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Unsung Women | Serah, keeper of secrets

Editor’s note: For Women’s History Month, the Forward presents “Unsung Women,” a special project showcasing Jewish women — from biblical times to our modern moment — whose stories have rarely been told.

Who she was: Serah, daughter of Asher

When: Ancient Egypt

What we know: Serah isn’t one of the famous figures of the Passover story — but without her, the Jews might never have made it out of Egypt. Like many Biblical characters, according to tradition, Serah lived for hundreds of years: The Bible mentions that she was one of the Israelites who fled famine to Egypt, but she’s also listed among those who arrived in the land of Israel centuries later. By the time Moses was grappling with his burning bush, Serah was an elder in her community. The rabbis of the Midrash say that the Israelites turned to Serah for confirmation that Moses was truly the man to lead them out of Egypt. Without her stamp of approval, he might not have emerged as a leader. Later, according to the Talmud, she helped Moses locate Joseph’s remains, in order to bury him in the land of Israel.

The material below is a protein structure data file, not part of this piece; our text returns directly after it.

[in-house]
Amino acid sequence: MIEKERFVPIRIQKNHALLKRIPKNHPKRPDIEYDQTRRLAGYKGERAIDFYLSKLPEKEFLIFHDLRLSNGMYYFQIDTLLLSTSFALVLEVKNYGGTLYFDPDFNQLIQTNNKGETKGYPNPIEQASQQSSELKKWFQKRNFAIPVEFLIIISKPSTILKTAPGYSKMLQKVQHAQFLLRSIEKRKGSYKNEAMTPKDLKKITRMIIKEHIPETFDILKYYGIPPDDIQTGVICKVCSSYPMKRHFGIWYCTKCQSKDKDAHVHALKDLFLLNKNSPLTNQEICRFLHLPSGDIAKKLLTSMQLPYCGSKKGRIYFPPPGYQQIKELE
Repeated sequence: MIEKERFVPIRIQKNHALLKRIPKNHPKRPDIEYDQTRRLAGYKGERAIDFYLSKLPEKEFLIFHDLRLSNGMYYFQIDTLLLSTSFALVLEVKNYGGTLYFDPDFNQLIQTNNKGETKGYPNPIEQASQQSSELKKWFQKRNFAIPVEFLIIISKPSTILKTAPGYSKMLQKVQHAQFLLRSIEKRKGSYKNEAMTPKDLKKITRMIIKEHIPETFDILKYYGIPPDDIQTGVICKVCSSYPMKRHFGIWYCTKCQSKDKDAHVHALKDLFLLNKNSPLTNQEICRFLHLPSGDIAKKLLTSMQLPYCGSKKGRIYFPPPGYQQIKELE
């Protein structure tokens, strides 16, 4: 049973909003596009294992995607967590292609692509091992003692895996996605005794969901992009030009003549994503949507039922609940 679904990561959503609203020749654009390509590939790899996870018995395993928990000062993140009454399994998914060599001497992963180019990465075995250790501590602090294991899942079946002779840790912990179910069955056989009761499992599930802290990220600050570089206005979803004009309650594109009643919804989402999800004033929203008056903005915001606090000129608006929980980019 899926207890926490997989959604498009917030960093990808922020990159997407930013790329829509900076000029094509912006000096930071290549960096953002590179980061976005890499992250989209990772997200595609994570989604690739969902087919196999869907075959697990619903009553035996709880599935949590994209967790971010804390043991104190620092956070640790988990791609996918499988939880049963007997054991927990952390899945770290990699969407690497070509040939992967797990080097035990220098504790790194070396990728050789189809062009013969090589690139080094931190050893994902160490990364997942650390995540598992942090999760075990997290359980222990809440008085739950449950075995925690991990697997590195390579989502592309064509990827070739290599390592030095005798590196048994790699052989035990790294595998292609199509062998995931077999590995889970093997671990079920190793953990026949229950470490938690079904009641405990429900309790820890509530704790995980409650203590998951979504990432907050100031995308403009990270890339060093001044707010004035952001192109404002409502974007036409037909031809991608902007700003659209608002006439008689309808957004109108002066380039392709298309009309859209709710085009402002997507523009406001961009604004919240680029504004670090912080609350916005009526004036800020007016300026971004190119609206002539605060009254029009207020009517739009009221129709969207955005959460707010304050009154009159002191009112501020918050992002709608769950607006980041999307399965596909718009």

How we know it: The Torah only mentions Serah twice, which is why she’s not a household name like Miriam. It was the writers and commentators of the aggadic texts who fleshed out her history and added to her legend.

What we don’t know: Is Serah still among us? Some traditions believe that while she’s buried near Isfahan, Iran, she’s continued doing good works from beyond the grave, such as healing sick people who pray at her tomb. In one story, a shah who lost his way while hunting in a Jewish cemetery encountered the spirit of Serah, who guided him to safety in exchange for favors to the Jews under his rule.

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